Bali Jazz Festival

The inaugural Bali Jazz Festival (Indonesia) came close to “point zero” after terrorist bombings killed 20 people here seven weeks ago. But the three-day festival featuring performers from 10 countries debuted on schedule Nov. 18 - two days after police named three captured men as suspects in the attacks.

Total attendance for the 40 concerts on two stages at the Hard Rock Hotel was light, with officials lowering an initial goal of 15, 000 down to 2, 000. That may have been furthered dampened - literally - by heavy rain the final two days. But they also called their effort part of the healing process and hope positive reaction from participants serves as a foundation for future years.

“We kind of knew that this was not going to be a big knockout in terms of turnout and all that, ” said Gita Wirjawan, chairman of the festival's advisory board. “But in terms of what we're doing for Bali and what we're doing for country we couldn't have asked for more.”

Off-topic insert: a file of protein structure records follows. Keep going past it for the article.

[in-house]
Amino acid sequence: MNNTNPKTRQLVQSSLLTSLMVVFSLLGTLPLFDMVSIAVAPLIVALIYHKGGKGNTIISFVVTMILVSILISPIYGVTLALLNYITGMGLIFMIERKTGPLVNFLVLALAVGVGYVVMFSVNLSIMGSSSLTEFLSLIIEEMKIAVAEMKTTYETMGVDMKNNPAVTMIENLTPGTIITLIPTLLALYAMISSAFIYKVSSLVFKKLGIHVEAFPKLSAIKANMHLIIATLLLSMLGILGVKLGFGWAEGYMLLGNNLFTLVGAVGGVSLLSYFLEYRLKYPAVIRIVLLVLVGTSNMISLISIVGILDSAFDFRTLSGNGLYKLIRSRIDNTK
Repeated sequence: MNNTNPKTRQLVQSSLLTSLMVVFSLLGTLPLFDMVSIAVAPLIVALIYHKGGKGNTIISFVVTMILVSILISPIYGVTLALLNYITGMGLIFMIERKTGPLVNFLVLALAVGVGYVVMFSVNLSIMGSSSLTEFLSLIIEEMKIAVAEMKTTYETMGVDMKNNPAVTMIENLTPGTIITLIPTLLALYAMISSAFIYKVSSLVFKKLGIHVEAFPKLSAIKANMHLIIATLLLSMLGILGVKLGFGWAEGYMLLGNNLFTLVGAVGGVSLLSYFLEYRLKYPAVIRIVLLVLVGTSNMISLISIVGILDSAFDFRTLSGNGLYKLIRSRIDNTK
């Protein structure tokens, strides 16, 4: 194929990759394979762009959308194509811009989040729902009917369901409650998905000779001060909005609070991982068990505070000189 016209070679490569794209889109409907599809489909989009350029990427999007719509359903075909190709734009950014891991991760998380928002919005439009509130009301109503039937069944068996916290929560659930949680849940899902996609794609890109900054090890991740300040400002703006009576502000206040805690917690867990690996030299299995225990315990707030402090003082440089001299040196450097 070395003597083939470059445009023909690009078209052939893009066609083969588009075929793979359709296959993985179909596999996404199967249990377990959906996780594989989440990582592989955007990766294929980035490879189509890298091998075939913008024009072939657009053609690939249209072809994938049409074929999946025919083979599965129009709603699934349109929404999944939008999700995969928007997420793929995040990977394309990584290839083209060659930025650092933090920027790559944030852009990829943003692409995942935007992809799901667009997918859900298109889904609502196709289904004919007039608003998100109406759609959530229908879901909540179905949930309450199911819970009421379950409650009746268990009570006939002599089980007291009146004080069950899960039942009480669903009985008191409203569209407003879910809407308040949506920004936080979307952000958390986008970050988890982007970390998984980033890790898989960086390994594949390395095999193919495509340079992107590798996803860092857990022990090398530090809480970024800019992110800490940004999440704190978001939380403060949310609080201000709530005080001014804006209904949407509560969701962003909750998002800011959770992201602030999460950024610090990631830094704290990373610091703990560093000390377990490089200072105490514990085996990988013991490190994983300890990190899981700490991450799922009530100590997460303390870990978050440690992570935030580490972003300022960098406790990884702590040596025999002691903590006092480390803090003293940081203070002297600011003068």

None of the dozens of performers and listeners interviewed expressed safety concerns, even as the U.S, Australia and the United Kingdom was issuing fresh travel warnings following the discovery of a Web site detailing tactics for killing foreigners in Indonesia. Canadian pianist Ron Davis said it's an honor playing somewhere with so many languages and cultures, much like his homeland.

“We will go back to Canada and tell people what a beautiful country this is, ” he told fellow musicians, event organizers and dignitaries during a performance with his trio at a pre- festival gala dinner. “There is nothing to be afraid of.”

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